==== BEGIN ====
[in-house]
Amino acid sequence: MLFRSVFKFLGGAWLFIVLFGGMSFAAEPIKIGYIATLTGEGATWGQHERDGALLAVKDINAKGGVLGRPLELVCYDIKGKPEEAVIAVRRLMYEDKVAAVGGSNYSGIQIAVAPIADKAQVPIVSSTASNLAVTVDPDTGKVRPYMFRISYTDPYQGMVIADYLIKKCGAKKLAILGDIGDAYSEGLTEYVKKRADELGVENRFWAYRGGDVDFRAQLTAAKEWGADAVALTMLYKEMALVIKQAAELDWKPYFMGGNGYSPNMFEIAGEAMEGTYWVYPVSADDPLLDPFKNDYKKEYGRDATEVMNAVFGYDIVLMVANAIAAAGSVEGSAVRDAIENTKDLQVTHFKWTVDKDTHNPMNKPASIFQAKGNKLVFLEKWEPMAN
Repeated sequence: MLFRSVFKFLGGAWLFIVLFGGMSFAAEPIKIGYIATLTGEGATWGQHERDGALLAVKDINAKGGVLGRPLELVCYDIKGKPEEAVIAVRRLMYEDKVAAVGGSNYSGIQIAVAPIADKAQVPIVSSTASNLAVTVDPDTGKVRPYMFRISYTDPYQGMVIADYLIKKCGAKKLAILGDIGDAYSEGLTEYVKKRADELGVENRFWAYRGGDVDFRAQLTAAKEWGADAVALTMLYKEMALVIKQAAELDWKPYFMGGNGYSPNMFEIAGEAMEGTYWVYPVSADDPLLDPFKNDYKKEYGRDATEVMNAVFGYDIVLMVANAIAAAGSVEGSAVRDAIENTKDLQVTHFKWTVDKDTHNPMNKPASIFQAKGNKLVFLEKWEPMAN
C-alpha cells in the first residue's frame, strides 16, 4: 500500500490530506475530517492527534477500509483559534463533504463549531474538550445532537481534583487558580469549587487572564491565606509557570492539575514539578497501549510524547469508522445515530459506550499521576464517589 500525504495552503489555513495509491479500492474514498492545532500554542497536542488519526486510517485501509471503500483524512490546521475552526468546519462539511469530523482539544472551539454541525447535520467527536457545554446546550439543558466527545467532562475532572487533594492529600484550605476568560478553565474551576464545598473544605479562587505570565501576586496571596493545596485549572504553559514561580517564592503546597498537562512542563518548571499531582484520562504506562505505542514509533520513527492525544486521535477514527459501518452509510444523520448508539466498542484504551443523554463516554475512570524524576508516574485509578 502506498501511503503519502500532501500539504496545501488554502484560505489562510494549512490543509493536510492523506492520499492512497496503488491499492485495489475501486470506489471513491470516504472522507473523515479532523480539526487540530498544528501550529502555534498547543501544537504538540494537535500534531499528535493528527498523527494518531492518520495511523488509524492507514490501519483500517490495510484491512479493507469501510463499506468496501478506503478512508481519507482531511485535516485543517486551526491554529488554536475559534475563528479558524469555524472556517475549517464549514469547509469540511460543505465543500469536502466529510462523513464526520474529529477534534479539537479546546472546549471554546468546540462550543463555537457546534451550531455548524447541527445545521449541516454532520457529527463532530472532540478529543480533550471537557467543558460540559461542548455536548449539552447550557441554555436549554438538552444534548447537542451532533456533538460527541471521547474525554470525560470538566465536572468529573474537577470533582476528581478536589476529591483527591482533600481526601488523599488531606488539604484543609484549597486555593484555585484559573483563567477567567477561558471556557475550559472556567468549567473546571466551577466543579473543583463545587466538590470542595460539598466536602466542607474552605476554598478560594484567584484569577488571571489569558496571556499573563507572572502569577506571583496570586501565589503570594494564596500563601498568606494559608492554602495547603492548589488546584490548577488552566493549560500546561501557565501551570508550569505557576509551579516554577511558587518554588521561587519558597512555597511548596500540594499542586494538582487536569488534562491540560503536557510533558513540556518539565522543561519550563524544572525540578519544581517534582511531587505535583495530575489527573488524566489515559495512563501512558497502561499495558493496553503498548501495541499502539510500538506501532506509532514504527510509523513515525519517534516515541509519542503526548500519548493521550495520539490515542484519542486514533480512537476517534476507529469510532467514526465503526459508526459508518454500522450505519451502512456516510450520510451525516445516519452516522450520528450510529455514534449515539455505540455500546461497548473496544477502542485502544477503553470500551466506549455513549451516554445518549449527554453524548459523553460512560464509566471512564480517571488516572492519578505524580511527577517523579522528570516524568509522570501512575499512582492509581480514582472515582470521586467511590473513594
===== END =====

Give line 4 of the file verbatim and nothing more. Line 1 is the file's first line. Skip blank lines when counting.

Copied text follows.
C-alpha cells in the first residue's frame, strides 16, 4: 500500500490530506475530517492527534477500509483559534463533504463549531474538550445532537481534583487558580469549587487572564491565606509557570492539575514539578497501549510524547469508522445515530459506550499521576464517589 500525504495552503489555513495509491479500492474514498492545532500554542497536542488519526486510517485501509471503500483524512490546521475552526468546519462539511469530523482539544472551539454541525447535520467527536457545554446546550439543558466527545467532562475532572487533594492529600484550605476568560478553565474551576464545598473544605479562587505570565501576586496571596493545596485549572504553559514561580517564592503546597498537562512542563518548571499531582484520562504506562505505542514509533520513527492525544486521535477514527459501518452509510444523520448508539466498542484504551443523554463516554475512570524524576508516574485509578 502506498501511503503519502500532501500539504496545501488554502484560505489562510494549512490543509493536510492523506492520499492512497496503488491499492485495489475501486470506489471513491470516504472522507473523515479532523480539526487540530498544528501550529502555534498547543501544537504538540494537535500534531499528535493528527498523527494518531492518520495511523488509524492507514490501519483500517490495510484491512479493507469501510463499506468496501478506503478512508481519507482531511485535516485543517486551526491554529488554536475559534475563528479558524469555524472556517475549517464549514469547509469540511460543505465543500469536502466529510462523513464526520474529529477534534479539537479546546472546549471554546468546540462550543463555537457546534451550531455548524447541527445545521449541516454532520457529527463532530472532540478529543480533550471537557467543558460540559461542548455536548449539552447550557441554555436549554438538552444534548447537542451532533456533538460527541471521547474525554470525560470538566465536572468529573474537577470533582476528581478536589476529591483527591482533600481526601488523599488531606488539604484543609484549597486555593484555585484559573483563567477567567477561558471556557475550559472556567468549567473546571466551577466543579473543583463545587466538590470542595460539598466536602466542607474552605476554598478560594484567584484569577488571571489569558496571556499573563507572572502569577506571583496570586501565589503570594494564596500563601498568606494559608492554602495547603492548589488546584490548577488552566493549560500546561501557565501551570508550569505557576509551579516554577511558587518554588521561587519558597512555597511548596500540594499542586494538582487536569488534562491540560503536557510533558513540556518539565522543561519550563524544572525540578519544581517534582511531587505535583495530575489527573488524566489515559495512563501512558497502561499495558493496553503498548501495541499502539510500538506501532506509532514504527510509523513515525519517534516515541509519542503526548500519548493521550495520539490515542484519542486514533480512537476517534476507529469510532467514526465503526459508526459508518454500522450505519451502512456516510450520510451525516445516519452516522450520528450510529455514534449515539455505540455500546461497548473496544477502542485502544477503553470500551466506549455513549451516554445518549449527554453524548459523553460512560464509566471512564480517571488516572492519578505524580511527577517523579522528570516524568509522570501512575499512582492509581480514582472515582470521586467511590473513594